Thu Jun 15 13:09:19 EAT 2017
Opinions differ on VAT exemption for leather
Opinions are divided on the tax waiver on leather and imported capital goods in the 2017/18 fiscal year.
- Producers of leather goods are happy that the move will improve the business but suppliers of hides say they have got a raw deal.
Dar es Salaam. Opinions are divided on the tax waiver on leather and imported capital goods in the 2017/18 fiscal year.
Producers of leather goods are happy that the move will improve the business but suppliers of hides say they have got a raw deal.
Members of the Association of Hide Suppliers (Wangota) say since Tanzania has inadequate factories exempting VAT on procurement and importation of capital goods will not help matters.
Wangota chairman James Matiko told The Citizen that it was also important for the government to also lower duty on hide exports to promote the trade.
According to him, by exempting duty on imported capital goods, only processors will benefit and suppliers will lose as there are only seven hide-processing factories, with low capacity.
“So many abattoirs produce a lot of hides that the seven factories cannot process all of them. There is a supply glut. As a result, more than 1,380 tonnes of hides worth Sh1.66 billion are rotting in warehouses countrywide and other 300 tones have been destroyed. We could export them, but the government raised the tariffs to up to 80 per cent in 2015, saying it aimed at protecting local factories, which are few. During a meeting of stakeholders in Dodoma, processors admitted that their capacity was extremely low. We shouldn’t be scare of competition; it’s healthy in business. It improves product quality.”
However, industrialists maintain the VAT exemption will stimulate growth of small- and medium-sized factories.
The Leather Association of Tanzania (LAT) believes the move will help lower operational costs.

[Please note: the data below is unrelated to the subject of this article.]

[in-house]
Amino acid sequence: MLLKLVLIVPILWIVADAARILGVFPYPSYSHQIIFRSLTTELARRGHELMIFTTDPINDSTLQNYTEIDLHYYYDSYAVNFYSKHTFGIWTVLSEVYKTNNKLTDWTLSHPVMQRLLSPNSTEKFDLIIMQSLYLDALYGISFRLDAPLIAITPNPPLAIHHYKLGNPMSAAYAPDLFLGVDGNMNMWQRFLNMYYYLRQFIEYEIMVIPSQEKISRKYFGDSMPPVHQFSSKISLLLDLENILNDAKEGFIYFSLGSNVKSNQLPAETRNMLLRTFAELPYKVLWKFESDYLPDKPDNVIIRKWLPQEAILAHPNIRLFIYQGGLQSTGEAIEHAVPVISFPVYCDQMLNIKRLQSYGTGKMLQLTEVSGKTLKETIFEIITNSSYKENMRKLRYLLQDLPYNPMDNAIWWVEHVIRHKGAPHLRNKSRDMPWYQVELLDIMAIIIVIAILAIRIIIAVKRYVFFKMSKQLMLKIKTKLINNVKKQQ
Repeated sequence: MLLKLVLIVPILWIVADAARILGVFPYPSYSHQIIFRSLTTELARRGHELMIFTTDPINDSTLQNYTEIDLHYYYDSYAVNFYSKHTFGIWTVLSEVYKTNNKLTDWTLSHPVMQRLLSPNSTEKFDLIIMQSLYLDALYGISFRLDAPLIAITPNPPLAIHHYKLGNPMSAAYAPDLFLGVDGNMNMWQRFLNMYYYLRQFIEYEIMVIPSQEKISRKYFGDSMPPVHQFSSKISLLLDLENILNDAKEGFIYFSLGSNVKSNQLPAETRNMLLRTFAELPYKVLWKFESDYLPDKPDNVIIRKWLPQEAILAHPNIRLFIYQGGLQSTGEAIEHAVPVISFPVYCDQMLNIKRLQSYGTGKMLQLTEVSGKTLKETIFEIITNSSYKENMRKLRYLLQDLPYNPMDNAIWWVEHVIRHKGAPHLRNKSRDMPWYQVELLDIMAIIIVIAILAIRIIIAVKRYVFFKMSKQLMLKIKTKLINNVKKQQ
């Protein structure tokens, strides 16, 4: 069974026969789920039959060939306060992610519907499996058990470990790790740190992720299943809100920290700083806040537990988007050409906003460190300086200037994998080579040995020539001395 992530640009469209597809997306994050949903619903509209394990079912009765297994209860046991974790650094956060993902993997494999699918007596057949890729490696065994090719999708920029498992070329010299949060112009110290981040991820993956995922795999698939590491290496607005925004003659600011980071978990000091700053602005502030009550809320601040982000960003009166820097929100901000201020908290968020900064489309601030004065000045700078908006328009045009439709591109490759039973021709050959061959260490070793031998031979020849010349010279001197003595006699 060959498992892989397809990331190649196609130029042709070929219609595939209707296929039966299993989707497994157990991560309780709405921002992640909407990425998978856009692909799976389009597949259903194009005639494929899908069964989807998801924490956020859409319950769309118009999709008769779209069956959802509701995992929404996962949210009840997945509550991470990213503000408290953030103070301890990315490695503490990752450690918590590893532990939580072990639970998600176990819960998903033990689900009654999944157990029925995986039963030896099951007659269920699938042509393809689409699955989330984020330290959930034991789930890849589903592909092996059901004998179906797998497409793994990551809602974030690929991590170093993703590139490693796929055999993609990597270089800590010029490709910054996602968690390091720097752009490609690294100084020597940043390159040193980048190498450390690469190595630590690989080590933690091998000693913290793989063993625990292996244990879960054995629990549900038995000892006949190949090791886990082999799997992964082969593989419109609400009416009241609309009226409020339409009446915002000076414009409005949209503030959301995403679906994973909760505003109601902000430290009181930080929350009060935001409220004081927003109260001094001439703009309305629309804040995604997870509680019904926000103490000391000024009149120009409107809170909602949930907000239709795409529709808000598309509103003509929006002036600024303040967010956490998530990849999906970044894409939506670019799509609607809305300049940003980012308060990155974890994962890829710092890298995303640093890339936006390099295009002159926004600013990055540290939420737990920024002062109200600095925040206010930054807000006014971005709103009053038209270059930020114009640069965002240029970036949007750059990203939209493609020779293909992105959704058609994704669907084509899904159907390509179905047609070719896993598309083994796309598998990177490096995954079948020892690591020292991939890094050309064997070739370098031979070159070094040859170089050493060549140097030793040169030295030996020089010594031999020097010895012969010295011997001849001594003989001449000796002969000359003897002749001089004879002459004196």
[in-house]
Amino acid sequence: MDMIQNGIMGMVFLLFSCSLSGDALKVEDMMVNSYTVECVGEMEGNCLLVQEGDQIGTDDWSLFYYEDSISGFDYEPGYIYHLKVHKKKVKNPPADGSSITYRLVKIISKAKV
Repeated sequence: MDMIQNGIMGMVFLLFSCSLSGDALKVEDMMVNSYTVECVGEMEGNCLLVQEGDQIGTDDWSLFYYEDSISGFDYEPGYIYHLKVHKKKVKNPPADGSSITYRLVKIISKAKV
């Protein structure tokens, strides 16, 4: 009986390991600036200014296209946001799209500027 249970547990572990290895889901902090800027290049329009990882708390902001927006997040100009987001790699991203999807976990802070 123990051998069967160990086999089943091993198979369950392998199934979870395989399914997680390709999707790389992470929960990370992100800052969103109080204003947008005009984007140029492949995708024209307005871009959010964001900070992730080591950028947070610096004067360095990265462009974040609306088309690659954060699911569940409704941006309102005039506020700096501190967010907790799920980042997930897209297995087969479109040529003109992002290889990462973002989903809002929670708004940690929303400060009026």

According to LAT executive secretary Joram Wakari, expensive chemicals and other capital goods used in processing leather products threaten small and medium-sized industries.
“Although the budget is still being discussed in Parliament, we are happy that at last the government has heard our cries and proposed such a thing. The government has taken a very important step to improve the sector; we appreciate it.”
He hopes that the move would encourage industrialists to focus on producing finished goods, unlike at present when most of them are in wet blue tanning.
He sees a bright future in the leather industry and that will lead to more jobs and government revenues.
Prof Gabriel Mbassa, of Sokoine University of Agriculture, is also happy that the move will boost the capacity of industries.
“Hides rot because local industries work at only 30 per cent of their capacities. But since the challenge was the high import duties on capital goods – the matter that has been addressed in the budget-- I hope the business will improve.”
He praised the government for not encouraging hide exports.
He urged the government to improve the ease of doing business environment to attract more investors in the industry.
He also said the VAT removal on locally produced animal feeds would boost livestock sector. “This relief will promote the consumption of locally produced animal products.”